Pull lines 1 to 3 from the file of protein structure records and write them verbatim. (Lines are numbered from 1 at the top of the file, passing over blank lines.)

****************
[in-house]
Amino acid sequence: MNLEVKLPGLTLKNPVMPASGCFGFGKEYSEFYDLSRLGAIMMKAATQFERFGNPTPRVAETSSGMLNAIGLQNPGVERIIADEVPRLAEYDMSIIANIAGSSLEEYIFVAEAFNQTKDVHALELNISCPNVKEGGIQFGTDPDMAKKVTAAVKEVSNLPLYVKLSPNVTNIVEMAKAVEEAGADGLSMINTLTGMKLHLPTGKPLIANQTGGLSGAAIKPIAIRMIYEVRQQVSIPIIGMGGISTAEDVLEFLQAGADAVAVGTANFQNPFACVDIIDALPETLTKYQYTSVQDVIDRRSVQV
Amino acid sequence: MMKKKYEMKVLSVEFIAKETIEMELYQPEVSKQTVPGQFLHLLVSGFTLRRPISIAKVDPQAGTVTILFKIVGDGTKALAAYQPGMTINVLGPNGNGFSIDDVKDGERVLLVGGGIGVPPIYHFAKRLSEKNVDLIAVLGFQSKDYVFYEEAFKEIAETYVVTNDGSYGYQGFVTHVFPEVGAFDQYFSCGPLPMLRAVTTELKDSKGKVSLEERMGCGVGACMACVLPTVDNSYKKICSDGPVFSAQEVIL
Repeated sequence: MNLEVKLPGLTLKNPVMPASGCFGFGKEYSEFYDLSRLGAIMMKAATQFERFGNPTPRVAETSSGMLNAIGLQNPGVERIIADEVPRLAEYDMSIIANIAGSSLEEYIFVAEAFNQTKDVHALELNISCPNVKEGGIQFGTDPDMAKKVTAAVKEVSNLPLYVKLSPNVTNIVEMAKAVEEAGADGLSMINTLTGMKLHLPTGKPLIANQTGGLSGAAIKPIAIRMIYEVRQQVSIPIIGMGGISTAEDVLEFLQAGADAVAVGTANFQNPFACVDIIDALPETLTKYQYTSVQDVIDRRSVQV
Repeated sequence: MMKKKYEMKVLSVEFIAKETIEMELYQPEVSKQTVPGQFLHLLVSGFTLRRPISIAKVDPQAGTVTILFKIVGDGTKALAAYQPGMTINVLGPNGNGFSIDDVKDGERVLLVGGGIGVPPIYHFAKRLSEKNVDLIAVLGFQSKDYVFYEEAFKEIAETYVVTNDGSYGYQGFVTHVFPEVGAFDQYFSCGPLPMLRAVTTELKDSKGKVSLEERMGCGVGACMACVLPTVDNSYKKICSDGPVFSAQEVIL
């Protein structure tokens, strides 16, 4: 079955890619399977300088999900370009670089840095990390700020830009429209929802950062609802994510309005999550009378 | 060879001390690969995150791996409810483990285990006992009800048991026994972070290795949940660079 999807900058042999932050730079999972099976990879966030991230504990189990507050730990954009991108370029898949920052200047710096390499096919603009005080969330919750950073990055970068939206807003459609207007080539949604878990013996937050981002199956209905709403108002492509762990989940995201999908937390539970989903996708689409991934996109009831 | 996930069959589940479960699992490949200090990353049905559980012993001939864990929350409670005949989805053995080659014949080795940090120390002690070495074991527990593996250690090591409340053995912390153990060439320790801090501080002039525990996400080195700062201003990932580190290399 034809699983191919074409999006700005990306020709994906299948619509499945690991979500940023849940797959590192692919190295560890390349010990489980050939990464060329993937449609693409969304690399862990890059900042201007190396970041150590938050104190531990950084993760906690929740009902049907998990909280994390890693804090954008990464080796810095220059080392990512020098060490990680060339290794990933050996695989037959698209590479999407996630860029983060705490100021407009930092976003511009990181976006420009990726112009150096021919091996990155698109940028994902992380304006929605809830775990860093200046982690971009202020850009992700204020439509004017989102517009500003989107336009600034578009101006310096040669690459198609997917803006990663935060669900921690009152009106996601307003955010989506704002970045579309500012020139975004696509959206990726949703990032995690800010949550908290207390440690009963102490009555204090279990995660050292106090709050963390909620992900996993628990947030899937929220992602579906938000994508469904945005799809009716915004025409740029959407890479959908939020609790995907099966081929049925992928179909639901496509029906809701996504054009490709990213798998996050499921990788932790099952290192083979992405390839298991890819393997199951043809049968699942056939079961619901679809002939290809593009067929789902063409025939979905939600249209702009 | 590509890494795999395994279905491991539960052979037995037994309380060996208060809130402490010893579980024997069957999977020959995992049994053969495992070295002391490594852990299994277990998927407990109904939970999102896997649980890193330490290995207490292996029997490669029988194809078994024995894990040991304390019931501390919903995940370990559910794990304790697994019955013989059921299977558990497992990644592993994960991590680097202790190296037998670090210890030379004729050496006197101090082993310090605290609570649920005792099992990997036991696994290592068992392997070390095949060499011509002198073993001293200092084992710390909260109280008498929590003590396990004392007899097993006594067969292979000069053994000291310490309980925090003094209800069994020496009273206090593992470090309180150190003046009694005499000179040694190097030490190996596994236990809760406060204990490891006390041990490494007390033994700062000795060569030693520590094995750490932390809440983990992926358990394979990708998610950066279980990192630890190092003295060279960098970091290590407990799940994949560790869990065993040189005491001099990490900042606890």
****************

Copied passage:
[in-house]
Amino acid sequence: MNLEVKLPGLTLKNPVMPASGCFGFGKEYSEFYDLSRLGAIMMKAATQFERFGNPTPRVAETSSGMLNAIGLQNPGVERIIADEVPRLAEYDMSIIANIAGSSLEEYIFVAEAFNQTKDVHALELNISCPNVKEGGIQFGTDPDMAKKVTAAVKEVSNLPLYVKLSPNVTNIVEMAKAVEEAGADGLSMINTLTGMKLHLPTGKPLIANQTGGLSGAAIKPIAIRMIYEVRQQVSIPIIGMGGISTAEDVLEFLQAGADAVAVGTANFQNPFACVDIIDALPETLTKYQYTSVQDVIDRRSVQV
Amino acid sequence: MMKKKYEMKVLSVEFIAKETIEMELYQPEVSKQTVPGQFLHLLVSGFTLRRPISIAKVDPQAGTVTILFKIVGDGTKALAAYQPGMTINVLGPNGNGFSIDDVKDGERVLLVGGGIGVPPIYHFAKRLSEKNVDLIAVLGFQSKDYVFYEEAFKEIAETYVVTNDGSYGYQGFVTHVFPEVGAFDQYFSCGPLPMLRAVTTELKDSKGKVSLEERMGCGVGACMACVLPTVDNSYKKICSDGPVFSAQEVIL